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Part II: Dealing with Disasters

SPHR, Kathryn McKee Berrett-Koehler Publishers ePub
Medium 9781576754207

Chapter 7: Restabilizing Yourself and the Organization

SPHR, Kathryn McKee Berrett-Koehler Publishers ePub

This chapter describes 10 actions you can take to help you get back on your feet and the organization back to profitability.

When the ground shifts—either literally or figuratively—you may find it difficult to regain your balance, much less move forward in a deliberate, planned manner. Yet getting back to business may be just what employees and the organization need. Business as somewhat usual can be a welcome distraction as well as serving as a rallying cause and source of hope for the future. There are also practical reasons—the company needs to make up for lost time in meeting customer needs and demands, keeping competitors at bay, and fulfilling shareholder expectations.

Following are 10 actions you can take—in any order—to accelerate the recovery process for you, employees, and the organization.

Getting back to work and getting back to normal are two different things. You can do the former but not the latter. It’s important to acknowledge this fact as soon as possible. Just as you cannot step in the same river twice, you cannot go back to the way things were before a disaster. Your life and the lives of others have been permanently altered.

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Chapter 2: Developing a Business Continuity Plan That Addresses Human Issues

SPHR, Kathryn McKee Berrett-Koehler Publishers ePub

This chapter covers the following topics:

Planning for unknown events that may affect the workplace is akin to developing system requirements for new software. No matter how many bright minds get together to consider all the contingencies, there will be some potential outcome that you overlooked, never dreamed of, or could not have even imagined.

First of all, you must adopt the mindset of planning for when you’ll face a disaster, not if. This will help you view the planning process as a necessity to your work and business, rather than as an abstract exercise that’s using up valuable time.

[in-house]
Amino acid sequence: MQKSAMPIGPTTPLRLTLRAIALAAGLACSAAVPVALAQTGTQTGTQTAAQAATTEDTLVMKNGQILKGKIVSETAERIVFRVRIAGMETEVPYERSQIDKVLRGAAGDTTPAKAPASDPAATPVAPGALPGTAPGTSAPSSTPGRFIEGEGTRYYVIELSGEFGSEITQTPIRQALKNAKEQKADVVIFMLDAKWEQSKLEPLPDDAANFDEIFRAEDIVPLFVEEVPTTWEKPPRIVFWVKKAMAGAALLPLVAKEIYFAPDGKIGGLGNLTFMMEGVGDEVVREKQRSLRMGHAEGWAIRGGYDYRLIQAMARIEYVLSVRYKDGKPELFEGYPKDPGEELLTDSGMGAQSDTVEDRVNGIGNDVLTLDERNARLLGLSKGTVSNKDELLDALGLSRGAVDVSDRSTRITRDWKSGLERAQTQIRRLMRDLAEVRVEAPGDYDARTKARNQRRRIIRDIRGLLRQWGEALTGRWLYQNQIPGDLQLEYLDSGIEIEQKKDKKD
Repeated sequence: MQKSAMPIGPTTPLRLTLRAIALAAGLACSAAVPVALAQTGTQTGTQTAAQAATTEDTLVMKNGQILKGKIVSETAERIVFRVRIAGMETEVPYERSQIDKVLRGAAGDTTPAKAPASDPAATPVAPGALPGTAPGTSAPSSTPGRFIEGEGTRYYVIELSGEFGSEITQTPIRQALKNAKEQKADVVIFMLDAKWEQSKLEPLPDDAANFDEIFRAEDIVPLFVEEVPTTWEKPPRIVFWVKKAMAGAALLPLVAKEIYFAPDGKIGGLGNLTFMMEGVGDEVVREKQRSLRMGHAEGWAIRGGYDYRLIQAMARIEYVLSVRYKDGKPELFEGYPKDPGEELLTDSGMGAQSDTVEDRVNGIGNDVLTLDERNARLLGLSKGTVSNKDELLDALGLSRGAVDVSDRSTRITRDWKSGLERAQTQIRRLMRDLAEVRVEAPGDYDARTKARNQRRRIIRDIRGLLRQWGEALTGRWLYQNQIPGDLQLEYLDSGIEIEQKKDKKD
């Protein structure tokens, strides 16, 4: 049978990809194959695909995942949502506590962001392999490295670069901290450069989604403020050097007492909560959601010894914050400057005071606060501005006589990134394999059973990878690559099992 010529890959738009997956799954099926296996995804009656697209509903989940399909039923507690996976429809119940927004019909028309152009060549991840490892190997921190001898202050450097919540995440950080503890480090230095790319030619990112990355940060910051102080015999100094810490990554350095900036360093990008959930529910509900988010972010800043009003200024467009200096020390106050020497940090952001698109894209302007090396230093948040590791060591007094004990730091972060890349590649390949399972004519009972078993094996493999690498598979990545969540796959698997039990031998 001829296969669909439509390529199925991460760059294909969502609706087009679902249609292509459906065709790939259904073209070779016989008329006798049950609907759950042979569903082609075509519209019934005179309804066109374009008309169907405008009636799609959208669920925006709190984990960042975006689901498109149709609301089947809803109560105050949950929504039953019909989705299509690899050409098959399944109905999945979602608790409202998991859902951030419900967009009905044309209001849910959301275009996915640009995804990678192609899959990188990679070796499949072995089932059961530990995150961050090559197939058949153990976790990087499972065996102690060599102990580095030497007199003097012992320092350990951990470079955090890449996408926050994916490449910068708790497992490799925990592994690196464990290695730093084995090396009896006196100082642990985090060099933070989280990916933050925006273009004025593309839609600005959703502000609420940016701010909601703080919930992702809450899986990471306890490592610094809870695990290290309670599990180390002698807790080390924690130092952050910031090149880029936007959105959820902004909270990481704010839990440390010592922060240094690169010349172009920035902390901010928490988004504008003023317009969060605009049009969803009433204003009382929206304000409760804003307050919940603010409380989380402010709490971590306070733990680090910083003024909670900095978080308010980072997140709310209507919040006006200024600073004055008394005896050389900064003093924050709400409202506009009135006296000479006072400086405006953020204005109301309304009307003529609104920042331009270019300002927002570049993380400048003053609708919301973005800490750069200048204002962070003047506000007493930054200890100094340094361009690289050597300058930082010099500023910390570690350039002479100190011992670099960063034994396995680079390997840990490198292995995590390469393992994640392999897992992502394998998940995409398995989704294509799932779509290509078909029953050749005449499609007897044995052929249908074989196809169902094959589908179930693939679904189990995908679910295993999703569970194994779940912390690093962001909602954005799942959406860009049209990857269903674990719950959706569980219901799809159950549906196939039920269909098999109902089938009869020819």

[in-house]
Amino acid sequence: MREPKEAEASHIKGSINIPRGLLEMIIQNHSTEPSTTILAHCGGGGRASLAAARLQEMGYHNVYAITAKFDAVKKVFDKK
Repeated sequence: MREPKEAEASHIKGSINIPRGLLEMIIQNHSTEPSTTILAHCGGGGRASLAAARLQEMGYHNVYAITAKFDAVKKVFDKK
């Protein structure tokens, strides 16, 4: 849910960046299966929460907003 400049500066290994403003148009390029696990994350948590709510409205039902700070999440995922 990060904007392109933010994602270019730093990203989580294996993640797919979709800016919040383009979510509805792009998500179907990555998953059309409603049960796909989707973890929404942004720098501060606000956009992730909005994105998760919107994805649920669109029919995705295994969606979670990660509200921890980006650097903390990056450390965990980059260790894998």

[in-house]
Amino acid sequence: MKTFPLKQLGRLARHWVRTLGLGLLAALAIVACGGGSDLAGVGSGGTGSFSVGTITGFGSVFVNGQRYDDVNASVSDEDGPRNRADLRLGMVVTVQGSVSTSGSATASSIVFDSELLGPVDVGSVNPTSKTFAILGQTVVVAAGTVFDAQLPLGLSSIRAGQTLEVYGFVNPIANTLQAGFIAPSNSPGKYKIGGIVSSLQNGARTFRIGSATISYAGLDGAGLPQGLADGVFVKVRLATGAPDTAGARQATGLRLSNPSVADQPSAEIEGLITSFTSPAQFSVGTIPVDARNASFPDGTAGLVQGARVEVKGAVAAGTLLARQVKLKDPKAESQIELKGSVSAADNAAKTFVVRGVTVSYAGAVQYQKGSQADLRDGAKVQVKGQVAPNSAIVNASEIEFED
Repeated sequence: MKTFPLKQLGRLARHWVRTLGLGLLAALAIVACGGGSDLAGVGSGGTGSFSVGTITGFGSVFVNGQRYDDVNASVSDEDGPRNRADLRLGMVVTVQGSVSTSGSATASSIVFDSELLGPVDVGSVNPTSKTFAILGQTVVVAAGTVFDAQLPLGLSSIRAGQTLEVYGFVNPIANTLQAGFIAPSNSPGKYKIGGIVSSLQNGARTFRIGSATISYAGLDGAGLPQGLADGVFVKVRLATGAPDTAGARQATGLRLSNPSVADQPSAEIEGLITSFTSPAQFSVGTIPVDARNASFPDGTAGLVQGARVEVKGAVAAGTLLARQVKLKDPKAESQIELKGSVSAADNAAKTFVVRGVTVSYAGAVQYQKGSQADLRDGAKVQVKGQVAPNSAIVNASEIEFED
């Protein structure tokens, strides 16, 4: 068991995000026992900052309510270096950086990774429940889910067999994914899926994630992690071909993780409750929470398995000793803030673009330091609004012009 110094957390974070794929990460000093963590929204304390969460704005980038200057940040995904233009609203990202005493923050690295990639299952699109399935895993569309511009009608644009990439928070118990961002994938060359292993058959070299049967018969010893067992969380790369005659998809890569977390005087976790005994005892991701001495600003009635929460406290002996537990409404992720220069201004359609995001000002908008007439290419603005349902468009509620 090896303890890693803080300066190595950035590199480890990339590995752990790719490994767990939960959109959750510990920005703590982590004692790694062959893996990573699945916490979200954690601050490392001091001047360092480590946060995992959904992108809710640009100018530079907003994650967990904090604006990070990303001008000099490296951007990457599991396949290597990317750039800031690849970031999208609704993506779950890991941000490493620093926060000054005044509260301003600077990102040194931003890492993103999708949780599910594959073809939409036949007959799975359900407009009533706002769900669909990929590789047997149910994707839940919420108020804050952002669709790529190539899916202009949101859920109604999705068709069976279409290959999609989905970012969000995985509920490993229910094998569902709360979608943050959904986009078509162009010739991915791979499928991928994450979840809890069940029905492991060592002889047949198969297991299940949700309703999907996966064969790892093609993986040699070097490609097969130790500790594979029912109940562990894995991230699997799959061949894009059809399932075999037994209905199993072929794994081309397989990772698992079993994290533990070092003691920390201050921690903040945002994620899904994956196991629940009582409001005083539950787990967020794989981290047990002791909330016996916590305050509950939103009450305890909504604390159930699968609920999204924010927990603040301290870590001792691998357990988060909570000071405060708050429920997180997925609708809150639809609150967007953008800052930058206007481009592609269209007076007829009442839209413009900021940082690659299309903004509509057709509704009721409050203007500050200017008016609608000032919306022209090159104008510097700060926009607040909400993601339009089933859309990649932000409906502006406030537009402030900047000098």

Second, you have to put a plan on paper, developing a number of worst-case scenarios along the way. What if the entire building were 34to burn to the ground or be destroyed in an earthquake, tornado, flood, or explosion? What if a disaster happens during rush hour? During peak business hours? After hours? How would each of these situations affect your plans? What if a disgruntled former employee or customer came armed to your offices and opened fire, killing employees and/or others? What if one or more buses, bridges, or buildings were bombed? These dreaded events occur more often than we like to acknowledge.

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Chapter 1: Preparing to Lead in the Face of Fear

SPHR, Kathryn McKee Berrett-Koehler Publishers ePub

This chapter covers four topics:

When planning for a disaster:

When dealing with a disaster:

On a scale of 1 to 10, how prepared are you to deal with a disaster befalling your organization? Are you ready to lead your employees through it? Are you geared up to deal with a hurricane, fire, flood, tornado, murder, chemical spill, act of corporate malfeasance, flu pandemic, terrorist attack, or some other type of disaster?

On second thought, maybe you’d prefer to close this book and take a pleasure trip. How about a cruise down the Mississippi River, where you’ll end up in New Orleans? You’ll find yourself in the state of Louisiana, which in August 2005 was actually “the state of denial,” according to Charles Pizzo and Gerard Braud, two crisis communications experts and Hurricane Katrina victims. 18“And if you’re not thinking about or planning what you might do in a crisis situation now, you’re in a state of denial too. There are just too many risks out there,” Pizzo warns.

One good sign that you’re not in the state of denial is that you have this book open. We hope you’re ready for the challenge. Our goal is to excite you to action so you will take a leadership role within your organization and prepare for the worst, with the hope that nothing bad actually happens. However, the odds are that you will face some kind of minor or major crisis in the course of your work life.

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Chapter 9: Starting to Prepare Now—Five-Minute Planning Steps

SPHR, Kathryn McKee Berrett-Koehler Publishers ePub

This chapter suggests a number of planning actions that can each be carried out in five minutes. The basic idea is that some disaster planning is better than none, and the planning process need not be an onerous obligation.

For many of us, time is our most precious resource. Why spend it planning for events that might not occur when you already have many pressing demands? The answer is that a variety of unexpected things can happen, as the real-life examples in this book show, and those who took the time to plan generally have benefited from a faster, more complete recovery.

If you remain unconvinced that planning is worth your time, consider the following sets of actions that you can do in five-minute time slots. You may not solve all of the problems that arise, but you’ll bring to the surface important issues that you can then handle one by one over time. By taking action in small bursts, you may be able to stay a few steps ahead when a disaster strikes. Carry out these actions in any order you choose—just take five to survive.

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